Probably the greatest generation of all time are the millennials. Some people say that the World War 2 generation was the greatest, but that can’t be true because what did they even tweet about?
If the millennials are the greatest generation, then 2015 was surely our greatest year. We faced challenges on every front, challenges that demanded action, and we rose with one voice and shouted our outrage. Not about the actual issues, because those were hard, but we definitely shouted about other stuff.
2015 was a tipping point for race relations. Police killed an alarming number of people, especially black people. The War on Drugs continued to exact an undue burden on poor and minority communities. The criminal justice system continued its descent into a two-tiered farce, wherein rich kids get off because they are rich and poor kids have seven minutes with a lawyer to figure out how to plead guilty.
We sized up the situation, took a deep breath, and bravely struck at the heart of the problem: Confederate flags. With nothing behind us but broad public support, we tweeted bravely for the removal of Confederate flags from society. Finally, after an exhaustive 1 or 2 days, corporations and government offices agreed to purge all traces of the Confederacy.
Yep, that should do it, we said, and then we stopped.
There was still some work to do, probably, or maybe not. Who knows?
Flush with success, we cast our all-knowing eyes to the game of football.
In 2015 it had come to our attention that a lot of people who play professional football seem to come down with a horrible disease and die horrible deaths. This would, by definition, sort of implicate us, the people who continue to watch and support football. However, we knew better. The more serious issue was that one of the team names was offensive, and we knew this was the more serious issue because we didn’t have culpability in it.
We vigorously protested the name “Redskins,” lamenting the callous capitalism that produced this grave injustice. It got so bad that we even briefly considered not watching football, but, you know. We took up the cause of Native Americans everywhere, until we remembered that Native Americans sort of lived here first, and anyway we were getting bored with this whole thing, honestly. Besides, we certainly didn’t massacre the Indians; that was the Confederacy, probably.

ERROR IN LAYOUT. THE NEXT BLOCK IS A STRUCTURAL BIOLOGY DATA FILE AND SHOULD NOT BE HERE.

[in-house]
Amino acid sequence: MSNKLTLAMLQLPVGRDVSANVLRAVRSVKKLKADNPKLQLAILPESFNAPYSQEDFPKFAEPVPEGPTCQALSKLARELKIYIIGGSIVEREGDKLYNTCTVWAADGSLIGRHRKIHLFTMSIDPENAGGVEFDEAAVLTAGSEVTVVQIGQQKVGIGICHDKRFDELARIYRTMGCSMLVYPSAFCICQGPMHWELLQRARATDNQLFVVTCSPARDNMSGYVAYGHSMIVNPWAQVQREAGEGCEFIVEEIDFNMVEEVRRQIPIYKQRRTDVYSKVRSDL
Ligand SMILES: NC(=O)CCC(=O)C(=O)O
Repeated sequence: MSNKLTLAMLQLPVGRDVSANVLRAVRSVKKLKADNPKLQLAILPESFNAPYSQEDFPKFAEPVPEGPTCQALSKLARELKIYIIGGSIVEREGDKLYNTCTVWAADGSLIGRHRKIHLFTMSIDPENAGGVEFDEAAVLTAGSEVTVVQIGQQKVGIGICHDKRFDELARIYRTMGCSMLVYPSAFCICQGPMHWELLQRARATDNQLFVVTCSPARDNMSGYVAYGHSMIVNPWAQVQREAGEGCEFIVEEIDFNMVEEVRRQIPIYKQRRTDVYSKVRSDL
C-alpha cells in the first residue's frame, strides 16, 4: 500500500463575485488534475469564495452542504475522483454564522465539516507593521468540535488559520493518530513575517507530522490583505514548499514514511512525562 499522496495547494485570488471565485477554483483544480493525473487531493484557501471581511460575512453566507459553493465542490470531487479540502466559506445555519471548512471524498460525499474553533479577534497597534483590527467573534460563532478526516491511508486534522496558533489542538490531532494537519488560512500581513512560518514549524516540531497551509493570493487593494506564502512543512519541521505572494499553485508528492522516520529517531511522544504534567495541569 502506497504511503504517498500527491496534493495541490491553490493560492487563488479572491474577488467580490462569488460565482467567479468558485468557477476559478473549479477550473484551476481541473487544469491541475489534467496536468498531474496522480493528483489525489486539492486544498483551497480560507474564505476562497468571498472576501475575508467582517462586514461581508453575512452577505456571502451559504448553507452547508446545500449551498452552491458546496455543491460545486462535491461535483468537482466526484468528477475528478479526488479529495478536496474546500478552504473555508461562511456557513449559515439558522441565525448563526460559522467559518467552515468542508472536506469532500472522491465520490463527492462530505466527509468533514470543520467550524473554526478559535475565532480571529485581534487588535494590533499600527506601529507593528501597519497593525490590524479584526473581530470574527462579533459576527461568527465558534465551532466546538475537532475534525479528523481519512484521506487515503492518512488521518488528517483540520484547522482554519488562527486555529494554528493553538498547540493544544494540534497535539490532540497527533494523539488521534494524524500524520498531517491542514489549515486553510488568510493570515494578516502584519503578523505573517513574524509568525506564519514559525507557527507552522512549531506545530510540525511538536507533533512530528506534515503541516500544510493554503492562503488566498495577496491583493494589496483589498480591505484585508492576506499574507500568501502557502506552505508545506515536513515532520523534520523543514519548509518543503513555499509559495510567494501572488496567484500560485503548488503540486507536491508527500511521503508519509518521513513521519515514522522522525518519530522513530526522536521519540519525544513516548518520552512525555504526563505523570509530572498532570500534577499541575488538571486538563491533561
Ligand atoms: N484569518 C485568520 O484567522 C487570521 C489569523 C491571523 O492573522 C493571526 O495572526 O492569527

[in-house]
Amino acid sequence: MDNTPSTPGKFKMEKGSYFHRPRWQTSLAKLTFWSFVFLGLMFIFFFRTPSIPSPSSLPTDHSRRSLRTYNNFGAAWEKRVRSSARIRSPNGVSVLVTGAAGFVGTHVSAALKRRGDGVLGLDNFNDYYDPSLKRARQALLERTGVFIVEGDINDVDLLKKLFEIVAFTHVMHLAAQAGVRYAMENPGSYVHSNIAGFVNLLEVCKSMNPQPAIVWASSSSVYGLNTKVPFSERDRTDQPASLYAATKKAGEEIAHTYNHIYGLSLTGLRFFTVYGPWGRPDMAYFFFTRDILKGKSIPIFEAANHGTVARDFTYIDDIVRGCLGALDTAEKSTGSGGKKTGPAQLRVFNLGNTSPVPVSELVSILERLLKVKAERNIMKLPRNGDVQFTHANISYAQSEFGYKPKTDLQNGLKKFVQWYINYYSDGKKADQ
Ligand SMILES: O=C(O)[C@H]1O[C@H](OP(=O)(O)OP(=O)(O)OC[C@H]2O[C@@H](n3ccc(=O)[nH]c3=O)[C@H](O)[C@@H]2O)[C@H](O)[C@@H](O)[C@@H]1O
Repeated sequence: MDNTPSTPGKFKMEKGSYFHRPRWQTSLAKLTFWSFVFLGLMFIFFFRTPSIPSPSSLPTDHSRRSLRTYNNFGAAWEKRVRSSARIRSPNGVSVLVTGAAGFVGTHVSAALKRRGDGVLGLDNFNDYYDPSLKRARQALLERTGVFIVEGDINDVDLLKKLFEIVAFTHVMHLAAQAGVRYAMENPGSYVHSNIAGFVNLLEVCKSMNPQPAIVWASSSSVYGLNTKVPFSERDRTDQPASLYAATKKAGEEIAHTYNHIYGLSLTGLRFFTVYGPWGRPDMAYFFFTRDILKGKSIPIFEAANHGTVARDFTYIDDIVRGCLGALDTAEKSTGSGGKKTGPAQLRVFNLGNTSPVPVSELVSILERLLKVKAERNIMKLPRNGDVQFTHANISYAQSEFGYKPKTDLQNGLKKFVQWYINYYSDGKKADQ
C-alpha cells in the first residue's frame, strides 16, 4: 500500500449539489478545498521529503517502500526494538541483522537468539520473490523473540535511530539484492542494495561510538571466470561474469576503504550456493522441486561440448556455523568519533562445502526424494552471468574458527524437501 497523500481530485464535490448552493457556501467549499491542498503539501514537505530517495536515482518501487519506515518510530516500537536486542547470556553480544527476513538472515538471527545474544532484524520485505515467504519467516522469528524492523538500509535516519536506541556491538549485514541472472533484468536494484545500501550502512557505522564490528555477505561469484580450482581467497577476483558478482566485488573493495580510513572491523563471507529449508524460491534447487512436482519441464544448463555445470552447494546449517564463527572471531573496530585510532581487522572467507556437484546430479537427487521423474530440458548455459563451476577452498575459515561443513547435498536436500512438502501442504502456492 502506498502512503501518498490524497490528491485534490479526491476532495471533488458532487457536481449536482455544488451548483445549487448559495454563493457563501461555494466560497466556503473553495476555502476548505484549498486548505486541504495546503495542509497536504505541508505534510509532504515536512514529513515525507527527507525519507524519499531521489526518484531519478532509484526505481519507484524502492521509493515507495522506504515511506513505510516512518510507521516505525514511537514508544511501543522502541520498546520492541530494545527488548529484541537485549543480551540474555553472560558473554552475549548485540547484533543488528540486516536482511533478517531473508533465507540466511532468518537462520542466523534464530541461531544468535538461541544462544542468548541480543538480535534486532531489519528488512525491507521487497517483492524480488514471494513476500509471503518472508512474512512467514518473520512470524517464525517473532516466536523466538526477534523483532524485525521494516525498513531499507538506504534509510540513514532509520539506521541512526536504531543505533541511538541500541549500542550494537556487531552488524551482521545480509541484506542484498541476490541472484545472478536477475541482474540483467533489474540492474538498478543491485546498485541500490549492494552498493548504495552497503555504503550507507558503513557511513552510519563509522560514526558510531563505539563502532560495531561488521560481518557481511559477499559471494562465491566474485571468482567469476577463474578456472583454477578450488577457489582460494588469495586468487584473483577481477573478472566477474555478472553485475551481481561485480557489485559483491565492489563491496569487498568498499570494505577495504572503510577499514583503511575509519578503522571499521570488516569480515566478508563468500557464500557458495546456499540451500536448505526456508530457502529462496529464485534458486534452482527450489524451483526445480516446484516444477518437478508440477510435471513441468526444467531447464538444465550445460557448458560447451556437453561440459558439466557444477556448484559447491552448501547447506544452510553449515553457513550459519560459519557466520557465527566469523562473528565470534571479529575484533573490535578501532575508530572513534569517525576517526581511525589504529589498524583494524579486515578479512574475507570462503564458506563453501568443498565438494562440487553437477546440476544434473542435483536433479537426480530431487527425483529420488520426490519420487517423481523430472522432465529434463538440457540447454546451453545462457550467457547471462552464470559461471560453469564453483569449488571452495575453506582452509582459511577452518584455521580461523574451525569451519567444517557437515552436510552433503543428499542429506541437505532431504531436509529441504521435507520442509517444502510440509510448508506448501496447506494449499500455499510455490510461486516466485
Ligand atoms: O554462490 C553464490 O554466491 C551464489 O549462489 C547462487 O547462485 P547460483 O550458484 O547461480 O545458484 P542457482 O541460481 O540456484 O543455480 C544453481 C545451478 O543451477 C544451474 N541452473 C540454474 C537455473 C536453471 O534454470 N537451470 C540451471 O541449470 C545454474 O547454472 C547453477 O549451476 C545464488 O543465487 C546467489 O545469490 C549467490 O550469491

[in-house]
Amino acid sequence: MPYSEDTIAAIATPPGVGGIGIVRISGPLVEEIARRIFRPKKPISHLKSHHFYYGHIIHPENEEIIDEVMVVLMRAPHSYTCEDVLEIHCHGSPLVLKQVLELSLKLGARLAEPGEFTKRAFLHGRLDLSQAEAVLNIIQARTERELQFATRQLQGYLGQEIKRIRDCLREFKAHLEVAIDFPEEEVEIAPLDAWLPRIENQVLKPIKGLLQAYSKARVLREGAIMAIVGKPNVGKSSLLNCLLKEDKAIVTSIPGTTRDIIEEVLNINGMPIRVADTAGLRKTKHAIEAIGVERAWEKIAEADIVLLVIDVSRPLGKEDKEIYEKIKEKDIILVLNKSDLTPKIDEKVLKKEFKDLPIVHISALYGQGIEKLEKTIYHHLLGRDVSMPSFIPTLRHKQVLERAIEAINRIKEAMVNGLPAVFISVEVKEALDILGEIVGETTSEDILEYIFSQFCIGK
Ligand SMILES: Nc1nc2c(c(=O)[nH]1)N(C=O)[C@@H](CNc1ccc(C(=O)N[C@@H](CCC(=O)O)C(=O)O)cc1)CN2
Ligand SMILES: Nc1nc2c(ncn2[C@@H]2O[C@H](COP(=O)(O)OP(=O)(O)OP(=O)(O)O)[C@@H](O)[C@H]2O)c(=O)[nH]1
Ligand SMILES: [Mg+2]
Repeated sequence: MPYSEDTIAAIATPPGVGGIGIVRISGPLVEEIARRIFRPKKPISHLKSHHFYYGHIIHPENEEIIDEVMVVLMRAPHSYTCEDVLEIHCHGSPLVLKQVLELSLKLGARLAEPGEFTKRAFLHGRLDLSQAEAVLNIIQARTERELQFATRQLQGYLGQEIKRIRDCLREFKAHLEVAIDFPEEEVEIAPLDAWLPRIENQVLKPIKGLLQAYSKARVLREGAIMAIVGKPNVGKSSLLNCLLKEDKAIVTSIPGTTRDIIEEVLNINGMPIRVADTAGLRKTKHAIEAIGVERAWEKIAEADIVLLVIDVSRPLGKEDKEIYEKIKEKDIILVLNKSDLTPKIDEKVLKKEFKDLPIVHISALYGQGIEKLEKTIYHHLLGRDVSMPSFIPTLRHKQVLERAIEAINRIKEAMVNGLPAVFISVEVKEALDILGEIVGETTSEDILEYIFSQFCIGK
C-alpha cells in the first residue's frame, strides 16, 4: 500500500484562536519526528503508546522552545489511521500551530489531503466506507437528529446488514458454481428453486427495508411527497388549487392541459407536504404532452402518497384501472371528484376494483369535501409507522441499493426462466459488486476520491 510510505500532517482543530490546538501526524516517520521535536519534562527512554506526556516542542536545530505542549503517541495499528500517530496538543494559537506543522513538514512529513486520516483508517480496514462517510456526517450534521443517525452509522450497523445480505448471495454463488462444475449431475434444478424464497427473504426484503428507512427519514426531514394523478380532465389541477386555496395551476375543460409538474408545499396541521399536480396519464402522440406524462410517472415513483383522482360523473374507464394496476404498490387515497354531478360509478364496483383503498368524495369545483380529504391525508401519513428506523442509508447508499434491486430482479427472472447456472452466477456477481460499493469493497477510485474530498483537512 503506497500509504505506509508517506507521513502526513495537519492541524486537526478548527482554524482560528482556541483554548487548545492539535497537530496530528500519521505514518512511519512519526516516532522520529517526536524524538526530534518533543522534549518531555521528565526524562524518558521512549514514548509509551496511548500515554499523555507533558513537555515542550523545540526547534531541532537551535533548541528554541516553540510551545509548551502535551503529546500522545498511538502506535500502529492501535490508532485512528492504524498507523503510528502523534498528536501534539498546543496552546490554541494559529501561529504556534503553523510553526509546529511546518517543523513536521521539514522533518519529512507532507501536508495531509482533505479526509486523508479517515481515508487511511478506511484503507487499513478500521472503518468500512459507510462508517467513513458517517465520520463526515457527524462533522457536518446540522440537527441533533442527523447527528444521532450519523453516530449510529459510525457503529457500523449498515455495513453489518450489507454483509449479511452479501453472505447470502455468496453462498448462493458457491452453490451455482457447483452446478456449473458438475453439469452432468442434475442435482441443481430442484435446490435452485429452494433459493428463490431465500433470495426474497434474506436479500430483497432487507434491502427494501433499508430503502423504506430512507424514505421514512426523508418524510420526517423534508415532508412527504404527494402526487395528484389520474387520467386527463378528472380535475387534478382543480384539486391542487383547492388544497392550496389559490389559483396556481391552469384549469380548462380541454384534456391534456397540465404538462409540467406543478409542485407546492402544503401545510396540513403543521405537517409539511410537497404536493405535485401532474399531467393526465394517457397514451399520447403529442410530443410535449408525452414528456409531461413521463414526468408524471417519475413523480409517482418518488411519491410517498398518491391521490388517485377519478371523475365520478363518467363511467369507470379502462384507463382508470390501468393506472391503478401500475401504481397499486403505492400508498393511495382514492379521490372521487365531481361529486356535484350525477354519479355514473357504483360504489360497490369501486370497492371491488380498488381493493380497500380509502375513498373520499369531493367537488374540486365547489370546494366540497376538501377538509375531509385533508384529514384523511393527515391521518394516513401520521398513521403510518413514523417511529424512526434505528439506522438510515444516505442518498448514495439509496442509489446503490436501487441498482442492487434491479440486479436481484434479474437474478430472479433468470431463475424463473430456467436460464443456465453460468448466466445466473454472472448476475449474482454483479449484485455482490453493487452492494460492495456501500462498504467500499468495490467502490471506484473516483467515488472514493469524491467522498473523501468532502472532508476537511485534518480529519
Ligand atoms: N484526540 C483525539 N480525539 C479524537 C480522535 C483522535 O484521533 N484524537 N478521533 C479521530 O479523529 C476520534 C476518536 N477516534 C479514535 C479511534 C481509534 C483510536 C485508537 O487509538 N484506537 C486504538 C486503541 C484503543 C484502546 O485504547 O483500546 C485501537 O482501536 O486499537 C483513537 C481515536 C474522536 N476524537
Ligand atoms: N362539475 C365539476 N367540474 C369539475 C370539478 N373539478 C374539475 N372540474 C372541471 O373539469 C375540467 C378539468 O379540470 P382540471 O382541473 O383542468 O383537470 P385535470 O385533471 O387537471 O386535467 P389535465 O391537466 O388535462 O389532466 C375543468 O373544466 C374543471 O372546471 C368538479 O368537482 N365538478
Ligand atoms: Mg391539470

Next we had to fight the battle of Starbucks holiday cups. A bunch of Christians got real upset that Starbucks holiday cups didn’t say “Merry Christmas,” or something, so obviously we had to act. We pushed our way into the fray, dropping red-hot think pieces left and right. And sure, we didn’t really have a position, other than to alert everyone that we were too enlightened to get upset about coffee cups. And sure, turns out no one was actually upset about the cups in the first place, but whatever.
There was no time to rest, because someone had to save Star Wars from the racists. Apparently there was an army of white supremacists who were leading a boycott against The Force Awakens because it did not feature enough white actors.
Once more unto the breach, we whispered, wearily taking out our iPhones. We fought long and hard, with complete disregard for our own thumbs. When other generations would have stopped tweeting, we tweeted on, firing off missive after missive at the unseen hordes of hate. And yeah, turns out the whole thing was a hoax, and there was never an actual boycott, but if it was all for nothing, then why are my thumbs so sore?
Anyway, we didn’t have time to second-guess ourselves, because someone had to fight for the fat people.
You see, one in three kids is now overweight or obese. This leads to shrinking life expectancy, depression, health problems, skyrocketing health care costs, and other minor issues.
We understood the real danger, though, and the real danger was that an overweight person might feel offended.
We declared war on fat jokes.
We blamed food companies.
We praised and defended every fat model and actor we could find.
Soon we had built so much momentum that we lost all bearings and just started attacking anything that was more attractive than we were.
No more swimsuit competitions in beauty pageants, which is fine, because…
and no more Princess Leia in the slave costume, which seems a little…uh…
and no more bikini advertisements for weight loss products, because that’s…uh…sexist? Is that sexist?
and no more nudity in Playboy, and that’s…good? That’s good, right?
But we fight for breastfeeding rights, sort of, unless the mom is hot.
All the while, fat people keep dying, the football players keep dying, and black men keep dying, but listen, sometimes you have to pick your battles. After all, that’s how the World War 2 generation defeated the Confederacy, probably.